SEOUL (Reuters) - South Korea’s policymakers said on Wednesday they stood ready to take steps to curb any herd behavior in the market and would consider cutting interest rates again if needed.
Bank of Korea Governor Lee Ju-yeol and Finance Minister Hong Nam-Ki told reporters that authorities were closely monitoring markets after volatility spiked in recent days in the wake of a dramatic escalation in the Sino-U.S. trade war.
When asked whether the Bank of Korea could bring forward the timing of another rate cut, Governor Lee Ju-yeol told reporters the BOK could consider doing so, but said “it is not the right time to speak about additional rate cut for now.”
The BOK delivered a surprise rate cut in July as a trade row with Japan added to pressure on the economy already struggling from the broadening fallout of the Sino-U.S. trade dispute.
Washington’s designation of China as a currency manipulator on Monday deepened the anxiety in markets worried about the potential flare-up of a currency war.
“(The authorities) will take pre-emptive and determined market stabilization measures in case of any herd behavior seen in the market,” Hong said in a meeting with policymakers to discuss current financial market volatility.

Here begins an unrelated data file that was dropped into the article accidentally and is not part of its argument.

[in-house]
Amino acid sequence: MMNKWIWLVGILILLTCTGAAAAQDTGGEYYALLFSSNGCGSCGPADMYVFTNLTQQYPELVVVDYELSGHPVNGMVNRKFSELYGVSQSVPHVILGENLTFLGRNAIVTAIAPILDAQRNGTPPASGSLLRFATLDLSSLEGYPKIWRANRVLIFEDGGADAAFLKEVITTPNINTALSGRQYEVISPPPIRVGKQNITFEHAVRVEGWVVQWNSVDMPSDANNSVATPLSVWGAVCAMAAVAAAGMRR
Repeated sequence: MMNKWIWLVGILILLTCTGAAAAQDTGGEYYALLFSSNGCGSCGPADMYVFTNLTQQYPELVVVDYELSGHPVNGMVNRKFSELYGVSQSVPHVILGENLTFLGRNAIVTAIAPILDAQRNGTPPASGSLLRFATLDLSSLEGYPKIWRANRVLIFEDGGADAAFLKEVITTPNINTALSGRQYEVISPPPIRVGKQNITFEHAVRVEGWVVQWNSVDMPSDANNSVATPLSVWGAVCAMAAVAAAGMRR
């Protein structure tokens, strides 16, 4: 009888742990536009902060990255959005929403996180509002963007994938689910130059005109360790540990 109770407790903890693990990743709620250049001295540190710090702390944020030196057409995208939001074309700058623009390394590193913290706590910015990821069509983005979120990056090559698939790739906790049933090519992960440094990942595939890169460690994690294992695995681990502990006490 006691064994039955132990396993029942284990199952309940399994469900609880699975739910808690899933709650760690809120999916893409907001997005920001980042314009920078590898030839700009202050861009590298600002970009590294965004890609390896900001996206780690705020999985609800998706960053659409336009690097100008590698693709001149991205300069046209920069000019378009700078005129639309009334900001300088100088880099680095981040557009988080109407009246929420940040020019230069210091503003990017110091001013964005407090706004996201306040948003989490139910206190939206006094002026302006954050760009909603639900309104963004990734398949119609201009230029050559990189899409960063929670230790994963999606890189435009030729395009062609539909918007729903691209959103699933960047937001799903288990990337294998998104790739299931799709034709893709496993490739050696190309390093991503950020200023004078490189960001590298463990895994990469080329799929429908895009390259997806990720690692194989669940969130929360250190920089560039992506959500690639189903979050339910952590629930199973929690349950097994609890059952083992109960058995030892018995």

Hong told reporters it is “unlikely” that South Korea will be designated a currency manipulator, adding that Washington was aware of the basis on which Seoul had conducted past currency interventions.
In early trade, the stock market's benchmark KOSPI .KS11 index bounced in line with global peers as China took steps to stabilize a sliding yuan. The benchmark KOSPI .KS11 stock index and the won inched up 0.1% as of 0136 GMT.
Reporting by Joori Roh, Hayoung Choi; Editing by Sam Holmes & Shri Navaratnam
Our Standards: The Thomson Reuters Trust Principles.